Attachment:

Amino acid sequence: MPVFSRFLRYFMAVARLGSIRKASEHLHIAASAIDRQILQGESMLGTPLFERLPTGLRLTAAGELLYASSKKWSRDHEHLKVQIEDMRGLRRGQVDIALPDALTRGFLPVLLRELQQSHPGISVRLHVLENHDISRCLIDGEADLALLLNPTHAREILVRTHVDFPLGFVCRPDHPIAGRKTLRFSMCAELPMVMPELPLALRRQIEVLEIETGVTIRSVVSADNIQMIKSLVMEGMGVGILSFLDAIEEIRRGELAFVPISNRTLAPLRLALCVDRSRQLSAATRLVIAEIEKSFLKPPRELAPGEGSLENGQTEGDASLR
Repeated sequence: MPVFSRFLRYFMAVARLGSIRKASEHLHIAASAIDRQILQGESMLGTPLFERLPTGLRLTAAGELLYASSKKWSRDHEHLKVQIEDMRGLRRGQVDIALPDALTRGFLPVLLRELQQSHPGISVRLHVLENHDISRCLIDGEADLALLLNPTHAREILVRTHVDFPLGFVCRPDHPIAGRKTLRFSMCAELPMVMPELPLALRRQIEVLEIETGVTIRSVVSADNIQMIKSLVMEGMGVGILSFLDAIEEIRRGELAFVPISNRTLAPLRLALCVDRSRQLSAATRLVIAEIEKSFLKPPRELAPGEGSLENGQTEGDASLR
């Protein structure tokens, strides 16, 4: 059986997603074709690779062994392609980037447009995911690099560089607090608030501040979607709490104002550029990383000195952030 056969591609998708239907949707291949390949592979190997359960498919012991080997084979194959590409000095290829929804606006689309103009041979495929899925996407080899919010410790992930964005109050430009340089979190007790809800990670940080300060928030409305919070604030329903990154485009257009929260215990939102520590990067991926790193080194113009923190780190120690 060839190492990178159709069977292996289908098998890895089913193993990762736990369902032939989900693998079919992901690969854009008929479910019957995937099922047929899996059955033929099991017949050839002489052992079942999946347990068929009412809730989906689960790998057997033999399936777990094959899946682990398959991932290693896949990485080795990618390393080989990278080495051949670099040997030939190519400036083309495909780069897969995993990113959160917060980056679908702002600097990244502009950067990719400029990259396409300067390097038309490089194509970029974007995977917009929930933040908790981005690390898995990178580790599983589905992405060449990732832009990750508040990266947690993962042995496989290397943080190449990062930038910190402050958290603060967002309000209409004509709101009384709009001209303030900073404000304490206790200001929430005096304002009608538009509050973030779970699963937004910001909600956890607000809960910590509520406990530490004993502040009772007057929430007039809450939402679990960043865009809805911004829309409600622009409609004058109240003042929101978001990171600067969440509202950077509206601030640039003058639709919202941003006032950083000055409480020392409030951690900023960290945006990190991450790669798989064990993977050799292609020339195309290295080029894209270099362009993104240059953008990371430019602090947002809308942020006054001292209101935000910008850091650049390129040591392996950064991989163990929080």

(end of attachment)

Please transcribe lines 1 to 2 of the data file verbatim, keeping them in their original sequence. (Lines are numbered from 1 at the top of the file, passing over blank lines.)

Amino acid sequence: MPVFSRFLRYFMAVARLGSIRKASEHLHIAASAIDRQILQGESMLGTPLFERLPTGLRLTAAGELLYASSKKWSRDHEHLKVQIEDMRGLRRGQVDIALPDALTRGFLPVLLRELQQSHPGISVRLHVLENHDISRCLIDGEADLALLLNPTHAREILVRTHVDFPLGFVCRPDHPIAGRKTLRFSMCAELPMVMPELPLALRRQIEVLEIETGVTIRSVVSADNIQMIKSLVMEGMGVGILSFLDAIEEIRRGELAFVPISNRTLAPLRLALCVDRSRQLSAATRLVIAEIEKSFLKPPRELAPGEGSLENGQTEGDASLR
Repeated sequence: MPVFSRFLRYFMAVARLGSIRKASEHLHIAASAIDRQILQGESMLGTPLFERLPTGLRLTAAGELLYASSKKWSRDHEHLKVQIEDMRGLRRGQVDIALPDALTRGFLPVLLRELQQSHPGISVRLHVLENHDISRCLIDGEADLALLLNPTHAREILVRTHVDFPLGFVCRPDHPIAGRKTLRFSMCAELPMVMPELPLALRRQIEVLEIETGVTIRSVVSADNIQMIKSLVMEGMGVGILSFLDAIEEIRRGELAFVPISNRTLAPLRLALCVDRSRQLSAATRLVIAEIEKSFLKPPRELAPGEGSLENGQTEGDASLR